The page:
If you have rheumatoid arthritis, MS, epilepsy, or any other pre-existing condition, one crash can drastically change your progress. Even someone with a past injury such as a brain injury, or hip injury, can still pursue full compensation. The common argument against this, however, is that it’s not the other driver’s fault that you previously had surgery or received a life-changing diagnosis that put you at a greater risk of harm.
On the other hand, it’s not your fault that a person hit you. In Virginia Beach, you have every right to hold the at-fault driver responsible for their actions, including their carelessness on the road. That carelessness or outright aggressiveness is something that you can’t let slide. You need coverage, and although your health care might bring down some of the costs, you need someone that will cover the damages. That all starts with your car crash attorney in Virginia Beach and an insurance claim.
Defining a Pre-Existing Condition
The people who care most about pre-existing conditions are insurance companies. They are wary of insuring someone that might be a greater risk. Now, you probably have come across this in finding health or life insurance. But it could be of some surprise that your car insurance may have some restrictions on coverage too.
For example, if you have epilepsy, and still have a license, then you must report that information to the Virginia DMV. It could put you at risk of a medically revoked license, but it’s part of their seizure and blackout policy. Basically, anyone with seizures or blackouts must go through a Customer Medical Report with their doctor. That will help the DMV determine if you’re good to go. However, your insurance company may see you as an additional risk, especially if you’ve had a seizure and caused an accident.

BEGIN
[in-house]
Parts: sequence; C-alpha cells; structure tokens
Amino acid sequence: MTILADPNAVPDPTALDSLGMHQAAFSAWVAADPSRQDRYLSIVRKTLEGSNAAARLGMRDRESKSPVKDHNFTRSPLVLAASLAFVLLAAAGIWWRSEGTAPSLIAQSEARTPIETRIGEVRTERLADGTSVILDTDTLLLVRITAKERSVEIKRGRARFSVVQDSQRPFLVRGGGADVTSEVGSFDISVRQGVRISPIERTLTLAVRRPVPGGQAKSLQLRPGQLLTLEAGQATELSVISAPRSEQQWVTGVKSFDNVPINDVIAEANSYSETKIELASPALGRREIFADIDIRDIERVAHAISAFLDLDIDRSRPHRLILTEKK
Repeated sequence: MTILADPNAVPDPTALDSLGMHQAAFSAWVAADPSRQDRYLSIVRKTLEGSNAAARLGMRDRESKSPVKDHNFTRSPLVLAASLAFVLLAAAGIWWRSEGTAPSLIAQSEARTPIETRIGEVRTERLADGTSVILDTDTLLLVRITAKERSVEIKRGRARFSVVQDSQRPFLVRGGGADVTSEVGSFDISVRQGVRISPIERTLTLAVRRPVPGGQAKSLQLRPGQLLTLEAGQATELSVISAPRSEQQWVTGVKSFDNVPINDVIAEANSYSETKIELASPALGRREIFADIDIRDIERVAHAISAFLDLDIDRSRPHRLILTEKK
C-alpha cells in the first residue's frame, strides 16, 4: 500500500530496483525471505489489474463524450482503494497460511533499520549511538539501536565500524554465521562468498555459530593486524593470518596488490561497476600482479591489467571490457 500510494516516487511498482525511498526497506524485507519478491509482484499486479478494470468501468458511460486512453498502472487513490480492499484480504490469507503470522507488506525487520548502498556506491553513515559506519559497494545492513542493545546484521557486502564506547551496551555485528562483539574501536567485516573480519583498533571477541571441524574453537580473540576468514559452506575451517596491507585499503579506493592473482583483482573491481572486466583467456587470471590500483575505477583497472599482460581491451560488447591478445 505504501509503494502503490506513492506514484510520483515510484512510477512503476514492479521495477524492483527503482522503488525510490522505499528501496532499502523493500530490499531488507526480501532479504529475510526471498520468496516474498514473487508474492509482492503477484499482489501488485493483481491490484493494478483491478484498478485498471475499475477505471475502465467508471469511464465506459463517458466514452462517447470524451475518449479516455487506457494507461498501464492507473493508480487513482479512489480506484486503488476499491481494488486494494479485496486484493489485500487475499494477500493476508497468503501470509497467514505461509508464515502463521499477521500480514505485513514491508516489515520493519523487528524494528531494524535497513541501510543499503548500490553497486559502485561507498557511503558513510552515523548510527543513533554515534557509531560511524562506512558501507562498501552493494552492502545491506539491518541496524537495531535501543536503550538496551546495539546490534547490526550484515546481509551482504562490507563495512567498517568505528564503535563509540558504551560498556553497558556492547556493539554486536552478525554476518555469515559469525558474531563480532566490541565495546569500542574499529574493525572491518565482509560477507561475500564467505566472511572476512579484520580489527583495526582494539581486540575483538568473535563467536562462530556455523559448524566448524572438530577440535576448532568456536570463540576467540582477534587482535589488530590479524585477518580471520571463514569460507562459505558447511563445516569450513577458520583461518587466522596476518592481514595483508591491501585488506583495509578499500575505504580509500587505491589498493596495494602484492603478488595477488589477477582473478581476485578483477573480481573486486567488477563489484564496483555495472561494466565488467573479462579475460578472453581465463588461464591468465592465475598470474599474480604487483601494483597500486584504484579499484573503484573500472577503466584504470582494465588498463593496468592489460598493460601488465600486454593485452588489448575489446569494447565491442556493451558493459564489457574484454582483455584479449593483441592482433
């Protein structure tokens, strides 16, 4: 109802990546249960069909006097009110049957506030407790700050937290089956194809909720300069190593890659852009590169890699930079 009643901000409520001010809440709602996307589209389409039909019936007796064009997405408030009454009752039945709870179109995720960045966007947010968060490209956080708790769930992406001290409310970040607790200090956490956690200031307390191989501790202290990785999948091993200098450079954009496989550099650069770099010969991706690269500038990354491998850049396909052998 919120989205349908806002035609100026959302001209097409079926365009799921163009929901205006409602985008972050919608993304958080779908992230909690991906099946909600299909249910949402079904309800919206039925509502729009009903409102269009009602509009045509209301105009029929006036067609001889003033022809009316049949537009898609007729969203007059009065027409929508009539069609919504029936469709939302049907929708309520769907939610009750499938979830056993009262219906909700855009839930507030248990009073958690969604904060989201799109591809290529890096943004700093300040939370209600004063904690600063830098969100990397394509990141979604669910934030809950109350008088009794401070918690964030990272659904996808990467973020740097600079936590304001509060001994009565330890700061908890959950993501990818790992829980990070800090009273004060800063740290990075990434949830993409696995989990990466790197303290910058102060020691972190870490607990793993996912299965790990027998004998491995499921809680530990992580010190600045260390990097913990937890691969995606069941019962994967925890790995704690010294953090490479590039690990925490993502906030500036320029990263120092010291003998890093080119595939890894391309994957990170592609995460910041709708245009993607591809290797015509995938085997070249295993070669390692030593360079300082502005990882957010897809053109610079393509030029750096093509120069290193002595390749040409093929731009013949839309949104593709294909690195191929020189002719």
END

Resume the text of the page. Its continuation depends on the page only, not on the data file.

So how does this apply to you in this case? Well, a pre-existing condition is any diagnosis or health problem that occurred before your coverage started or before the crash. That’s why past injuries such as a replaced hip, or even a shoulder surgery would count toward a pre-existing condition.
Proving Your Injuries Stemmed From The Crash
Imagine that years ago, you had a bad football injury that called for knee surgery. Aside from it tingling a little in the colder months, it hasn’t given you any trouble for years. Then, after a bad T-bone accident, your knee is once again, needing surgery. You would simply show that you were healthy and able-bodied prior to the crash, that the past injury was healed.
Other pre-existing conditions can be more difficult to prove. Epilepsy, for example, is particularly troublesome. The trauma of a car crash can trigger a seizure. And when in a vehicle with fixed objects and a seatbelt, you may sustain injuries from the seizure itself. As a someone who has lived with epilepsy for some time, you know that the crash caused your seizure. However, the other driver may argue the opposite. They may say that you caused the crash because of the seizure.
To that extent, you’ll need to bring in witnesses and possibly crash recreation experts. But, even more so, you’ll need to have a medical professional explain, prior to negotiations, that their actions aggravated your pre-existing condition.
Is the At-Fault Driver Still Responsible?
Yes, there is a little-known bit of protection called the Eggshell Doctrine, which acts as a safety net. Often called the eggshell skull rule, this law makes the person responsible for all the damages regardless of your medical state. It basically sums up to. It’s that person’s bad luck that you have a pre-existing condition.
The only time that the tortfeasor, or responsible party, could escape liability is when the damage clearly doesn’t tie to the crash. That is extremely rare, so most of the time, they’re responsible because you’re the victim and certainly couldn’t help having that pre-existing condition. This law goes by numerous other names, but they’re all referring to the same thing, there is no special treatment for the at-fault party because of a victim’s pre-existing conditions.
Should You Hire A Virginia Beach Auto Accident Attorney for a Case Involving a Pre-Existing Condition?
People shouldn’t get off scot-free just because someone has a pre-existing condition. What you’re looking for is the extent of damage and the likelihood of damage to any person without this condition. Then you’ll want to ensure that you’ve covered all the damages from the aggravation of your condition as well.
To start putting together your claim, you’ll need to call a local Virginia Beach auto accident law office. At CAIL, you can find reliable, compassionate, and assertive lawyers that can handle your case with care.